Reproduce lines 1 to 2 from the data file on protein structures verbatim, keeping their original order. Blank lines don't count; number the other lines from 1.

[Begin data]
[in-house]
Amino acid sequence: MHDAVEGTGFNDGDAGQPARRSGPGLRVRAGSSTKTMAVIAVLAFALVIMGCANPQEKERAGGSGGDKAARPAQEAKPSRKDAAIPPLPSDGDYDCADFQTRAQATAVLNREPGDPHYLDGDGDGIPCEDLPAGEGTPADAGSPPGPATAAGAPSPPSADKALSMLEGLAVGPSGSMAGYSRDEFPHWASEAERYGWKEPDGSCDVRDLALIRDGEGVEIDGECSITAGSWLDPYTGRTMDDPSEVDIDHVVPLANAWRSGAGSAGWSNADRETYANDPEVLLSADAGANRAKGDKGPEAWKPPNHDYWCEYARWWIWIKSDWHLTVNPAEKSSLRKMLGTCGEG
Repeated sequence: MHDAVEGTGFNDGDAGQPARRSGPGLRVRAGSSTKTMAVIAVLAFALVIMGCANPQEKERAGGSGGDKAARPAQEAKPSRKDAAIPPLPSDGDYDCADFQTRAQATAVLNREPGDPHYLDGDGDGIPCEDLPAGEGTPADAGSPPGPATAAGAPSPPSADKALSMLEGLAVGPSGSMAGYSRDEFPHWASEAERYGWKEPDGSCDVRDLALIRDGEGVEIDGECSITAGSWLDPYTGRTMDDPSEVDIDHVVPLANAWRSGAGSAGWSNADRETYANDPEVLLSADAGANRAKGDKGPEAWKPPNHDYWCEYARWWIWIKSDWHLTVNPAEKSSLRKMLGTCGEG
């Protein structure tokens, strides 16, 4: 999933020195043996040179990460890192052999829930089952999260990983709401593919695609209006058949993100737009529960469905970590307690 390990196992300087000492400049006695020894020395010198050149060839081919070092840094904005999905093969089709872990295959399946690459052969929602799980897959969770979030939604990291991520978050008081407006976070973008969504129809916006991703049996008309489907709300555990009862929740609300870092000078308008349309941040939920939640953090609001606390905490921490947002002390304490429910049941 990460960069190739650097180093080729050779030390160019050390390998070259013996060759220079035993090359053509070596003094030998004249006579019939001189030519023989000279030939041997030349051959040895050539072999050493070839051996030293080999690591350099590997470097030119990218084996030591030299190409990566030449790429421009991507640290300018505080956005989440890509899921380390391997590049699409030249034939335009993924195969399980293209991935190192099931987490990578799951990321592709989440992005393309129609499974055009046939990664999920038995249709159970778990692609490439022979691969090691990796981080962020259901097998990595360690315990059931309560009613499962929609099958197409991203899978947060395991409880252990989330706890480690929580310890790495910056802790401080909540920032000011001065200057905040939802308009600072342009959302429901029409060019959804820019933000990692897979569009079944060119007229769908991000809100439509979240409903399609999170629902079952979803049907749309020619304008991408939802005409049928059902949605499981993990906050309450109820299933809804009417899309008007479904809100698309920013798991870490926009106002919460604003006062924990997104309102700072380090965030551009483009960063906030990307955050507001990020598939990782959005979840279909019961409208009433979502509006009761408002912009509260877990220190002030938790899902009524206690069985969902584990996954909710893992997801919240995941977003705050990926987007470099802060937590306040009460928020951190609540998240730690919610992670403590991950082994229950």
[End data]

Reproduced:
[in-house]
Amino acid sequence: MHDAVEGTGFNDGDAGQPARRSGPGLRVRAGSSTKTMAVIAVLAFALVIMGCANPQEKERAGGSGGDKAARPAQEAKPSRKDAAIPPLPSDGDYDCADFQTRAQATAVLNREPGDPHYLDGDGDGIPCEDLPAGEGTPADAGSPPGPATAAGAPSPPSADKALSMLEGLAVGPSGSMAGYSRDEFPHWASEAERYGWKEPDGSCDVRDLALIRDGEGVEIDGECSITAGSWLDPYTGRTMDDPSEVDIDHVVPLANAWRSGAGSAGWSNADRETYANDPEVLLSADAGANRAKGDKGPEAWKPPNHDYWCEYARWWIWIKSDWHLTVNPAEKSSLRKMLGTCGEG